Weekly Torah: Coping With Life’s Ups and Downs

A few weeks ago, I drove to a town in Israel that had some hostile and unfriendly neighbors. I waited for my schedule to open up and for an opportune time to make this long journey to pick up a package that had been left for me. Israeli soldiers heavily protect the road, providing the locals with a sense of security. Although, unfortunately, the soldiers couldn’t be everywhere.

Lending a Helping Hand

Everything went well and a short time later, the package was safely in my car. I was headed back home when out of the corner of my eye I saw a very nervous-looking teenage boy wearing an M.D.A paramedic vest standing all alone at an unguarded bus stop.

Knowing that this bus stop had a history of many tragic events, I pulled over and offered him a ride. Before I could even finish my sentence, he was already in the car, his seat belt on and the door locked.

He kept thanking me profusely. “You have done me a great favor! I just missed my bus and I am always terrified to wait at that stop when the soldiers aren’t around.”

He then told me where he was going and I told him that I just happened to be driving past that same place and I would be happy to drive him there. A look of relief crossed his face.

He told me that he is a volunteer ambulance paramedic. His job is to travel with patients in the back of the ambulance. He went on to explain that he specifically requested to volunteer in the area because of its high birth rate. “If I am going to spend so many hours traveling in an ambulance dripping with blood, I would much rather it comes from a new life being born than the alternative,” he said profoundly.

The Five Elements of Happiness

In 1960, journalist Gordon Young asked Carl Jung, a world-famous Swiss psychiatrist and psychoanalyst who founded analytical psychology: What do you consider to be more or less basic factors making for happiness in the human mind? Jung, who was also influential in the fields of anthropology, archeology, literature, philosophy, and religion, answered with five elements:

1. Physical and good mental health.
2. Good personal and intimate relationships, such as those of marriage, family, and friendships.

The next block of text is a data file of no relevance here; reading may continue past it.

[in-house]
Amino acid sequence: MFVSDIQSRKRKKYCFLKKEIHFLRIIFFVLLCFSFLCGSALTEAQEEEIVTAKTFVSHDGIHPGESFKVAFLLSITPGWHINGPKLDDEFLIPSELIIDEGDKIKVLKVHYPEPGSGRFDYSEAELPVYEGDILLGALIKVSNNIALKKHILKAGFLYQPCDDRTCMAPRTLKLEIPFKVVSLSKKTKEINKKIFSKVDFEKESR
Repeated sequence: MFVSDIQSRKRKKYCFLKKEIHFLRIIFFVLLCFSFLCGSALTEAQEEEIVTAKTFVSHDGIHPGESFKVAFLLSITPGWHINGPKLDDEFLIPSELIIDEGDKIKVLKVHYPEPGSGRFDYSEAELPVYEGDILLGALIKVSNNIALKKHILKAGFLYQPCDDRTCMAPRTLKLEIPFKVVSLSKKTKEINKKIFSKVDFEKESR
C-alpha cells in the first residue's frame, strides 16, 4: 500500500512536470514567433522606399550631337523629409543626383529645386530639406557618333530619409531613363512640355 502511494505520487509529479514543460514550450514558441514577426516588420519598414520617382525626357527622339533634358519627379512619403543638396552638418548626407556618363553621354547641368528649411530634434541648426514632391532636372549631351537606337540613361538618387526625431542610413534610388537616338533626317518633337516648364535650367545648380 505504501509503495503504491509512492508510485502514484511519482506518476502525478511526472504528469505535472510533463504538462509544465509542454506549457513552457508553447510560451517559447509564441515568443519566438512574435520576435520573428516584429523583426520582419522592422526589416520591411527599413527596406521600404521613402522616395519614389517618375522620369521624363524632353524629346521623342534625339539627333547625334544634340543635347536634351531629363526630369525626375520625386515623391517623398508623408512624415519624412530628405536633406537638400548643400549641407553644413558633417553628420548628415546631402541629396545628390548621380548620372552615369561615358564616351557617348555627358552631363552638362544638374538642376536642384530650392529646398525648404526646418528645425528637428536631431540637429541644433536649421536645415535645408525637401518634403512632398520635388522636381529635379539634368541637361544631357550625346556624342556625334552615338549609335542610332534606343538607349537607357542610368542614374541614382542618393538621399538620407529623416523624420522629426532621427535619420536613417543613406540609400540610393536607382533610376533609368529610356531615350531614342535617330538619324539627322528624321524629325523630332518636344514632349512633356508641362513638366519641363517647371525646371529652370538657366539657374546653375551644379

3. The faculty for perceiving beauty in art and nature.
4. Reasonable standards of living and satisfactory work.
5. A philosophic or religious point of view capable of coping successfully with the vicissitudes of life.

A Look at the Fifth Element

 In today’s article, I would like to focus on the fifth element that Carl Jung suggested. A philosophic or religious point of view is capable of coping successfully with the vicissitudes of life.

As long as you live on our planet, you are likely to run into situations in life where your journey goes to destinations unfathomable.

Take, for instance, the city that you are currently living in or the person you are in a relationship with. In your earlier years, chances are you would never have planned for this.

In life, we all know that one can spend months planning an event and suddenly have them canceled? A friend of mine told me that his affluent brother planned his only son’s Bar Mitzvah for over three years, with the fanciest hall and the best caterer.

They had every detail down to the color of the socks the waiters would be wearing.

Then Covid hit; and in a matter of weeks, the event was limited to ten people in their backyard with a zoom livestream to friends and family throughout the world.

Dealing with the Unexpected

I once asked a very sweet, elderly, and wise Rabbi by the name of Yitzchak Obermeister Z“l  if he had a trick on how to deal with unexpected and sudden changes in one’s life. He looked me in the eye and said, “When I was younger, sudden changes would bother me because I thought I was the one driving. Later in life, these sudden changes stopped bothering me when I realized that G-d is driving. And I am only a passenger.”

In the weekly torah reading for this week, the Jewish people in the desert hear that as soon as they see the cloud above rising, they should pack everything up and start traveling in the direction of the cloud until the cloud stops. Sometimes the cloud would stop after a day’s journey, sometimes after several days.

Sometimes they would camp in a certain area for a short while and sometimes for many years. In all, there were forty-two journeys in the desert before entering the Promised Land.

Chasidus teaches us that each and every Jew will go through forty-two personal stops throughout his journey in life. Each destination was preplanned with the intention to put you into positions that bring out your infinite potential.

If we work to adopt more of this type of attitude we will suddenly feel as if a tremendous burden has been lifted from us. Instead of worrying about how we will keep everything from falling apart, we will open ourselves up to be receptive to whatever situations arise that day. We recalibrate our usual behavior and avail ourselves of new opportunities to succeed, no matter what challenges are thrown at us.

Have a wonderful Shabbos!

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